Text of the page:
Hammer Blog

  • The Life Cycle of a Book: Cataloguing and Shelving

    The Life Cycle of a Book: Cataloguing and Shelving

    THE LIFE CYCLE OF A BOOK: CATALOGUING AND SHELVING Once a book enters our library several things happen, chief of which is cataloguing. We’re always asked about the yellow-dotted books that preponderate on our shelves. From a certain library perspective, they are books-in-waiting -- books yet to be entered in LibraryThing.com, the ready-to-wear online catalogue that we make suit the hybrid needs of a lending library that’s also a bookshop. Library Thing can record the presence of a book in our system, and with some labor let us track its whereabouts. All this doesn’t happen automatically. Like all of Libros Schmibros’ systems, it is hand-entered and labor-intensive. Chief among our cataloguers is Denise Villegas, below, UCLA Information Science graduate student and Libros family member extraordinaire. You’ve seen her at the Hammer, with her dainty fingers entering data almost as fast as we can read it. Glad was the

  • The Life Cycle of a Book: Selection

    The Life Cycle of a Book: Selection

    Much like natural selection, Libros Schmibros takes the generously bestowed book bounty of the city and chooses titles that best fit our holdings. It’s important that the right books come to us, and that they combine with our library in ways that make sense. Books we can’t use are re-donated, though that means finding time and labor to haul them off to the library, or some other repository. Honestly, we appreciate the gesture, but we’d really rather not get the likes of Readers Digest Condensed Books or back issues of National Geographic at all. That said, we dig your books and want more of them. New books get yellow stickers so that we know they’ve not yet been cataloged in our database. Patrons have asked what these yellow dots mean, and if these are the ones that are available for checkout. Truth is, all books are up for grabs

  • Catherine the Great

    Catherine the Great

    Libros Schmibros' core team is more than David and I.  For a year now, Catherine Fryszczyn has imposed order on chaos by wrangling herds of books, corralling large amounts of data, steering volunteers, and riding the rodeo of public events that is part of life at Libros Schmibros.  She has created ways to track all our data, and work on the daunting task of grantwriting and fundraising.  Somehow, through it all, she even manages to lasso the ever-multiplying shiny objects that David brings back to the shop and piles on the desk. Catherine helps a patron in Westwood. She is Phi Beta Kappa in Russian Language and Literature and experienced (despite her young years) in non-profits and educational initiatives, and is deeply committed to libraries and literacy.  Her passions include Dostoevsky, the Dewey Decimal System, good food writing, and linguistics. Colleen Jaurretche, co-director of Libros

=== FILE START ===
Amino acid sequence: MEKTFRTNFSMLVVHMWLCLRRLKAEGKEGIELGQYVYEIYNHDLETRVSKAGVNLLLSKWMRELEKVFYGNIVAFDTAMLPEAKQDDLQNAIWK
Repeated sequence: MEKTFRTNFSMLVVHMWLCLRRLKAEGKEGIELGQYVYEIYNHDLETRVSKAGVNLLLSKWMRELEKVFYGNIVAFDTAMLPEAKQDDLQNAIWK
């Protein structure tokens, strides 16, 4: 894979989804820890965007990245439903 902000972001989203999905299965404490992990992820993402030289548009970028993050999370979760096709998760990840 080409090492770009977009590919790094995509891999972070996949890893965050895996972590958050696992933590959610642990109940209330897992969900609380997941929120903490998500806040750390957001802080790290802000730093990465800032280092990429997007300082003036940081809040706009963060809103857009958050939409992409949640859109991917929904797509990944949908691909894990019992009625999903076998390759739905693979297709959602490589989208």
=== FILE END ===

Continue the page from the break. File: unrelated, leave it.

• Curse and Vision: The Future of Westwood Village

    Curse and Vision: The Future of Westwood Village

    A free Public Symposium by UCLA's cityLAB in the Billy Wilder Theater at the Hammer Museum. Monday, October 10, 2011, 4-6 PM When it comes to Westwood Village there is one thing everyone agrees about: it has seen better days. But the Village’s promise becomes more apparent when visions for its future are put into play. UCLA’s cityLAB has engaged two teams led by prominent designers—Neil Denari and Roger Sherman—to suggest different visions for Westwood Village: Living Culture and Car-Lite Village. Join cityLab as they continue their conversations about the future direction of Westwood Village with a panel of experts that includes Aaron Betsky (Director, Cincinatti Art Museum), Christopher Hawthorne (Architecture Critic, Los Angeles Times), Nick Patsaouras (Past President, Los Angeles Board of Water and Power Commissioners), and Mark Robbins (Dean, Syracuse University School of Architecture). Learn More